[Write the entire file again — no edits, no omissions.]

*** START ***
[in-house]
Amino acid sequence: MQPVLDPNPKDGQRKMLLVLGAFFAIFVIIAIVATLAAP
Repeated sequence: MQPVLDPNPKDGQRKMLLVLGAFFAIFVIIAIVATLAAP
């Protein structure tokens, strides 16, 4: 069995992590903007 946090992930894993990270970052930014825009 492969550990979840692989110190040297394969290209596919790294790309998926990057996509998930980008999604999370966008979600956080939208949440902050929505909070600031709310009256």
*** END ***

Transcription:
[in-house]
Amino acid sequence: MQPVLDPNPKDGQRKMLLVLGAFFAIFVIIAIVATLAAP
Repeated sequence: MQPVLDPNPKDGQRKMLLVLGAFFAIFVIIAIVATLAAP
């Protein structure tokens, strides 16, 4: 069995992590903007 946090992930894993990270970052930014825009 492969550990979840692989110190040297394969290209596919790294790309998926990057996509998930980008999604999370966008979600956080939208949440902050929505909070600031709310009256």